(THIS ARTICLE IS MACHINE TRANSLATED by Google from Norwegian)
There is a myth that Norwegian aid actors have neither engaged in nor sought to understand the big cities in the global south. Very few official documents address the exponential urbanization of poverty, inequality and other development challenges. Even fewer say anything about the consequences of urbanization for aid practice. Has developmental
did the policy behave "blindly", as former NORAD director Arve Ofstad describes, in order to avoid yet another sector in the budget? (Ofstad 2019) But if this myth is not outright wrong, it only describes one part of the picture. Nuance is necessary.
Throughout the post-war period, Norwegian actors have consistently been involved in "habitat", which is the international policy field related to human settlements and planning (Richard Sennett, 2018). Already in the first aid projects in Tanzania, settlement planning was an important theme for state-building and Norwegian cooperation, due, among other things, to the capital's growth. Norwegian bureaucrats and politicians have been present at the three international Habitat world conferences and have consequently been contributors during Habitat I in Vancouver, Habitat II in Istanbul and Habitat III in Quito.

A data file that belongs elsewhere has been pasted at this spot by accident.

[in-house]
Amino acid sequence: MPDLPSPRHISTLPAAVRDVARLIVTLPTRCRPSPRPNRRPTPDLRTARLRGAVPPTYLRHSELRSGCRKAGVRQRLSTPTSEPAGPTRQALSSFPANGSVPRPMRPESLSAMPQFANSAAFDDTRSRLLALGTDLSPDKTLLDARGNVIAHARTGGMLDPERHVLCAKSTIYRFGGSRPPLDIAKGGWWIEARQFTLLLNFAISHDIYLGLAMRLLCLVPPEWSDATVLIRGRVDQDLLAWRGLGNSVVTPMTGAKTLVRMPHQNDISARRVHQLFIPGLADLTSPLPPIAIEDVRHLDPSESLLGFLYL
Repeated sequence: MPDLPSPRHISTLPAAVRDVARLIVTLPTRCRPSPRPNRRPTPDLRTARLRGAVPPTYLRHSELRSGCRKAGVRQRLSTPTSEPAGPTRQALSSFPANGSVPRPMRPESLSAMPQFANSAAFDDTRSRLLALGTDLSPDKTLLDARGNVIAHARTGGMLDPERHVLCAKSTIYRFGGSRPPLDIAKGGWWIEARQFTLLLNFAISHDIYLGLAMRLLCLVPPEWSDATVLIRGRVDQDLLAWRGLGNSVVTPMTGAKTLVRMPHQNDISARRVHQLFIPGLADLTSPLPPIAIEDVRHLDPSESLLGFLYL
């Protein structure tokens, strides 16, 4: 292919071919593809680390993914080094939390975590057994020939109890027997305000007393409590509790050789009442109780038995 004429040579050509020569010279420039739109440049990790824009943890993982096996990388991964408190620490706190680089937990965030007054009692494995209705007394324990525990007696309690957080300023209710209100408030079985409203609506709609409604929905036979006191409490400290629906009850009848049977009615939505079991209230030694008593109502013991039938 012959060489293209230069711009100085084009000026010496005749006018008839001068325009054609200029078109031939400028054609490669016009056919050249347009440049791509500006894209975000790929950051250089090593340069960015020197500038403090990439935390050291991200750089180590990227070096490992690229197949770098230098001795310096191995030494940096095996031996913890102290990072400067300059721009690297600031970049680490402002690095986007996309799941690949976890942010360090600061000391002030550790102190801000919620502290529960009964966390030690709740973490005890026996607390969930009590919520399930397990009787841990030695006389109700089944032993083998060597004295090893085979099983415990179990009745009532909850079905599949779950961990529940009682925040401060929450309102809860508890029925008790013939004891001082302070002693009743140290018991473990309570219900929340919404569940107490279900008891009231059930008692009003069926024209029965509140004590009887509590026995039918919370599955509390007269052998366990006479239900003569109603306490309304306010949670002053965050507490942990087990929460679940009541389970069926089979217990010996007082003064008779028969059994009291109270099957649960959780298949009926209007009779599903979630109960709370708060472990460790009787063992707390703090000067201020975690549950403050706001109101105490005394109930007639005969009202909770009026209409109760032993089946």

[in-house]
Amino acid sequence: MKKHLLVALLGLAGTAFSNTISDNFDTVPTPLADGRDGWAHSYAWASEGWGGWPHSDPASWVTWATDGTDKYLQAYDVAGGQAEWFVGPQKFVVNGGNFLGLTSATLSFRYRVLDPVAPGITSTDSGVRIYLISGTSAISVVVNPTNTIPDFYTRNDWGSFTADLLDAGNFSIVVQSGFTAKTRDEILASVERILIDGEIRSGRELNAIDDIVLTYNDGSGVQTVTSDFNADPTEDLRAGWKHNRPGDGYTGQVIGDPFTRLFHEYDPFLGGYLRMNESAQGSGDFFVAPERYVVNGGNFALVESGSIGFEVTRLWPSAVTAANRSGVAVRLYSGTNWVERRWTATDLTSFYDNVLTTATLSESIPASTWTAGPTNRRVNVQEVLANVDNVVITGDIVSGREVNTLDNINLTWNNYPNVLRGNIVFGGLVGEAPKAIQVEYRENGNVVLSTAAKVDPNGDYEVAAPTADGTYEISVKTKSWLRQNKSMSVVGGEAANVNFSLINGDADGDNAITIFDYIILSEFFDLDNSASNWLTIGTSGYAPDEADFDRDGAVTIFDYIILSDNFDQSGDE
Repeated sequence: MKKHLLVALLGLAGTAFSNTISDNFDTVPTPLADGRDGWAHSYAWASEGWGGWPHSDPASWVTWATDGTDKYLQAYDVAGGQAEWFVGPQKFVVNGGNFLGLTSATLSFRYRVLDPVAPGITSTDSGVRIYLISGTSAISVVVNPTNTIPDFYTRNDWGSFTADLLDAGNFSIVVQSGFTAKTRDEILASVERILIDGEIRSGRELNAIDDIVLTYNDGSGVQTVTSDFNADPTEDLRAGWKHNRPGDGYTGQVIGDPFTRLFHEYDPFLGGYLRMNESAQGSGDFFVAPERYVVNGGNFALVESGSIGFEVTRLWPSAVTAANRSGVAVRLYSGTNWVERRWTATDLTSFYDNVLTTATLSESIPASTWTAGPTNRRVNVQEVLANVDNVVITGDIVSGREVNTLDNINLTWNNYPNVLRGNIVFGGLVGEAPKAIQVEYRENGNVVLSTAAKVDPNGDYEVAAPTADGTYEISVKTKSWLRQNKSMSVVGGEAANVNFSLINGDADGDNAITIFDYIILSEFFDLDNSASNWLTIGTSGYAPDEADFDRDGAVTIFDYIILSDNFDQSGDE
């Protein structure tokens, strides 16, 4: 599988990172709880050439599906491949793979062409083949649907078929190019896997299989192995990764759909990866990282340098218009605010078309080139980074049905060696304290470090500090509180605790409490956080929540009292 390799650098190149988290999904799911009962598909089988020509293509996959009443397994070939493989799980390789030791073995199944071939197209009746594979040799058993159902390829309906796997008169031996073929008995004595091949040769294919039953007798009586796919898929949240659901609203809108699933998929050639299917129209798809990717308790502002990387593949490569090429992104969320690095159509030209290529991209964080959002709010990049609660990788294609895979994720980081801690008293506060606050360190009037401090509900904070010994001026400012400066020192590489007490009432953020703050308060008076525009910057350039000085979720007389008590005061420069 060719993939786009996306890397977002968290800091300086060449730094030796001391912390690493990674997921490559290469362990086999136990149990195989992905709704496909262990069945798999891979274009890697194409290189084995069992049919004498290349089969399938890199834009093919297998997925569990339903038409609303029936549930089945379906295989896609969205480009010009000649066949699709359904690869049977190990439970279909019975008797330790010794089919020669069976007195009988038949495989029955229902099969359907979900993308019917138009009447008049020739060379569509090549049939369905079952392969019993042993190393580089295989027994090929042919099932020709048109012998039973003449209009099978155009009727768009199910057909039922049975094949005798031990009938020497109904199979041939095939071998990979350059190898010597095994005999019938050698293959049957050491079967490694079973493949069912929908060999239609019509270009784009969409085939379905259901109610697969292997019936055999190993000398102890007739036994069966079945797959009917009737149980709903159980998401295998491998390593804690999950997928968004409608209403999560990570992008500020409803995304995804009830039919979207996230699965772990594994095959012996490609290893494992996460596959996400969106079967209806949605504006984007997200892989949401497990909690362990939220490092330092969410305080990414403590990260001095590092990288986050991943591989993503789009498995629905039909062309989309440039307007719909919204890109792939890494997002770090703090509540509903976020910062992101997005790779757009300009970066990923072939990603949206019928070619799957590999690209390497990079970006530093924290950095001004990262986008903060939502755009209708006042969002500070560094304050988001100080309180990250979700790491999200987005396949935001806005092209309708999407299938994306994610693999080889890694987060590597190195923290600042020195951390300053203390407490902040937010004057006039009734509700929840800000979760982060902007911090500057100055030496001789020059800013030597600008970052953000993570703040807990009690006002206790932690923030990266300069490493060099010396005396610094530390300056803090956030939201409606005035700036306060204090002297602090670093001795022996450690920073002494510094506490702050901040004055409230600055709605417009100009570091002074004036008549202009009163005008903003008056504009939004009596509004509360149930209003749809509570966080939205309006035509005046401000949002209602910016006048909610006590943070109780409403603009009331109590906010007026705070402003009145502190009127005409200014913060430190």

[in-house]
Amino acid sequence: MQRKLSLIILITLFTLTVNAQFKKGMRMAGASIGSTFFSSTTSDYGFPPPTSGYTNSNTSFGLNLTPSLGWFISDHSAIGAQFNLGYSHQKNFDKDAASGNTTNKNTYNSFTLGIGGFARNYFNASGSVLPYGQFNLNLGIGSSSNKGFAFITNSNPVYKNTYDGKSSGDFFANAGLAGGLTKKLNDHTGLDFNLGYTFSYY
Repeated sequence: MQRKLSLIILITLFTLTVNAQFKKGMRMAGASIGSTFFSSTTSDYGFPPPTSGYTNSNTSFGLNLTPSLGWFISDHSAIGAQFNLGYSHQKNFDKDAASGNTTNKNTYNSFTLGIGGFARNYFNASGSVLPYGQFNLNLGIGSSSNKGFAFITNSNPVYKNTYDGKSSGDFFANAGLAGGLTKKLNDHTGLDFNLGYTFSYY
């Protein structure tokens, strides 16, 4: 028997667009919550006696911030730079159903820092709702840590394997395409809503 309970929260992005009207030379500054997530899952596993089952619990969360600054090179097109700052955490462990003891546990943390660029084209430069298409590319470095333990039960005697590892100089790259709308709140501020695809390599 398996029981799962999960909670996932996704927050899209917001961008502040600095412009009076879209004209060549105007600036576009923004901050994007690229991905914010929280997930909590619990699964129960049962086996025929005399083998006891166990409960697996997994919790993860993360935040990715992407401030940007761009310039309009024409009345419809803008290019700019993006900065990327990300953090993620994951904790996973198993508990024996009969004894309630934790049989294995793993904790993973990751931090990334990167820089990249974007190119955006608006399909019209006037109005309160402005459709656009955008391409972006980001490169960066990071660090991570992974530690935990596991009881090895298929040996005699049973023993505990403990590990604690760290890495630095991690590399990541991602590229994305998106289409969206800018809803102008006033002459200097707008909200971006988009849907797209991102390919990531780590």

Urban growth became a separate chapter in the Brundtland Commission's report Our common future from 1987. In 2015, "sustainable cities and local communities" was recognized as the UN's Sustainable Development Goal 11, albeit with some hesitation from the West and Norway. Norway was an important advisor prior to the creation of the UN's settlement programme, which specializes in urbanization and settlement issues. From the Norwegian side, that is a given annual grants – which in the last decade was reduced, to finally be canceled in 2020. A fate other urban development actors have also suffered.
Urbanization in the south is still primarily portrayed as a risk and a dangerous element for the recipient countries.
The engagements highlight Norwegian perspectives on urbanization in the south and specific Norwegian limitations. Two overriding factors stand out. There are assumptions about urbanization processes and the characteristics of big cities that today continue to limit Norway's room for action in the face of the great development challenge of our time.
The growth of urban informal settlements